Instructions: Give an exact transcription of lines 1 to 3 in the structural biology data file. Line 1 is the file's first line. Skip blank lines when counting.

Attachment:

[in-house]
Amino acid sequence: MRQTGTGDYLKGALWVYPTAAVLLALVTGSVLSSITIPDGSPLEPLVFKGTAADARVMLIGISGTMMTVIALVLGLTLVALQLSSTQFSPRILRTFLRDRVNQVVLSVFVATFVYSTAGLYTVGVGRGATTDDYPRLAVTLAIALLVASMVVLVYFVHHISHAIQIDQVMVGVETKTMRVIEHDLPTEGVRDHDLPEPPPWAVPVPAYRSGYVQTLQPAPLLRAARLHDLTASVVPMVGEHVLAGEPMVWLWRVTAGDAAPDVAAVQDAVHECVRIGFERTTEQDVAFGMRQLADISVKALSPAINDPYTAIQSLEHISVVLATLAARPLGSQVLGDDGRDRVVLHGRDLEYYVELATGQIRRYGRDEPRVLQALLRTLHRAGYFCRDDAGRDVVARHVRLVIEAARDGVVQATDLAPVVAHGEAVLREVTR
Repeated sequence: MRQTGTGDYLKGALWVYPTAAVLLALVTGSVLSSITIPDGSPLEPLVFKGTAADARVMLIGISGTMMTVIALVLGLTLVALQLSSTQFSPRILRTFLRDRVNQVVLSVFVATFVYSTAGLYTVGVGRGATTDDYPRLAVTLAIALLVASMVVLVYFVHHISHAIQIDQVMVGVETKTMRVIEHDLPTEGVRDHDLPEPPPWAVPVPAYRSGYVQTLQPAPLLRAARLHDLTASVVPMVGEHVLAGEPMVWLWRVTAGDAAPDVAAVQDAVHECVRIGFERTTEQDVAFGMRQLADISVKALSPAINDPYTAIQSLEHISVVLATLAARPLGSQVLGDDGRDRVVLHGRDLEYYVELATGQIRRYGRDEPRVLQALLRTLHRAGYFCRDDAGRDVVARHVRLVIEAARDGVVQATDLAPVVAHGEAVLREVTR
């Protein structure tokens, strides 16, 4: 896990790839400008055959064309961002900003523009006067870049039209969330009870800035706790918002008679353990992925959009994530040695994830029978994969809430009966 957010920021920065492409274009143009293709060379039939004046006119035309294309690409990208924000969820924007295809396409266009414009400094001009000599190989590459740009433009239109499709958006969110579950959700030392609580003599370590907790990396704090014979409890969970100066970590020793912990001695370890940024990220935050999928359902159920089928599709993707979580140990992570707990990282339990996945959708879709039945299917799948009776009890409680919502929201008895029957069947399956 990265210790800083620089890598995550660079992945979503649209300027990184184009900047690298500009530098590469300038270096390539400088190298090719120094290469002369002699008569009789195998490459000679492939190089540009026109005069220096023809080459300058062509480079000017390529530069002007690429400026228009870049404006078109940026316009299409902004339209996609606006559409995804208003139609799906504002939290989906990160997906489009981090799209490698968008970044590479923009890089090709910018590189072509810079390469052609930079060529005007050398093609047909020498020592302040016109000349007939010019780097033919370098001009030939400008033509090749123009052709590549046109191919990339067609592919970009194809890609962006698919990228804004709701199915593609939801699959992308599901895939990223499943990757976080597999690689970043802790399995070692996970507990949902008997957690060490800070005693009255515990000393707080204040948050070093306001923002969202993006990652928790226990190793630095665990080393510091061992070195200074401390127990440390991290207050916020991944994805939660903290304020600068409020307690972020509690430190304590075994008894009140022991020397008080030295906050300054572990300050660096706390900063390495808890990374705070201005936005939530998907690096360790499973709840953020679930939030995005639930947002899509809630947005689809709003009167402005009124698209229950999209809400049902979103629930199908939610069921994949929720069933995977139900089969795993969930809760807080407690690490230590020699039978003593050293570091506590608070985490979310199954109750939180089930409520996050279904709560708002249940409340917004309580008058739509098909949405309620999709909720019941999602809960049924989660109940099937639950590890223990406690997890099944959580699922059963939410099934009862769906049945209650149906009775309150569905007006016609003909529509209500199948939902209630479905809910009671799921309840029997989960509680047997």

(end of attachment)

[in-house]
Amino acid sequence: MRQTGTGDYLKGALWVYPTAAVLLALVTGSVLSSITIPDGSPLEPLVFKGTAADARVMLIGISGTMMTVIALVLGLTLVALQLSSTQFSPRILRTFLRDRVNQVVLSVFVATFVYSTAGLYTVGVGRGATTDDYPRLAVTLAIALLVASMVVLVYFVHHISHAIQIDQVMVGVETKTMRVIEHDLPTEGVRDHDLPEPPPWAVPVPAYRSGYVQTLQPAPLLRAARLHDLTASVVPMVGEHVLAGEPMVWLWRVTAGDAAPDVAAVQDAVHECVRIGFERTTEQDVAFGMRQLADISVKALSPAINDPYTAIQSLEHISVVLATLAARPLGSQVLGDDGRDRVVLHGRDLEYYVELATGQIRRYGRDEPRVLQALLRTLHRAGYFCRDDAGRDVVARHVRLVIEAARDGVVQATDLAPVVAHGEAVLREVTR
Repeated sequence: MRQTGTGDYLKGALWVYPTAAVLLALVTGSVLSSITIPDGSPLEPLVFKGTAADARVMLIGISGTMMTVIALVLGLTLVALQLSSTQFSPRILRTFLRDRVNQVVLSVFVATFVYSTAGLYTVGVGRGATTDDYPRLAVTLAIALLVASMVVLVYFVHHISHAIQIDQVMVGVETKTMRVIEHDLPTEGVRDHDLPEPPPWAVPVPAYRSGYVQTLQPAPLLRAARLHDLTASVVPMVGEHVLAGEPMVWLWRVTAGDAAPDVAAVQDAVHECVRIGFERTTEQDVAFGMRQLADISVKALSPAINDPYTAIQSLEHISVVLATLAARPLGSQVLGDDGRDRVVLHGRDLEYYVELATGQIRRYGRDEPRVLQALLRTLHRAGYFCRDDAGRDVVARHVRLVIEAARDGVVQATDLAPVVAHGEAVLREVTR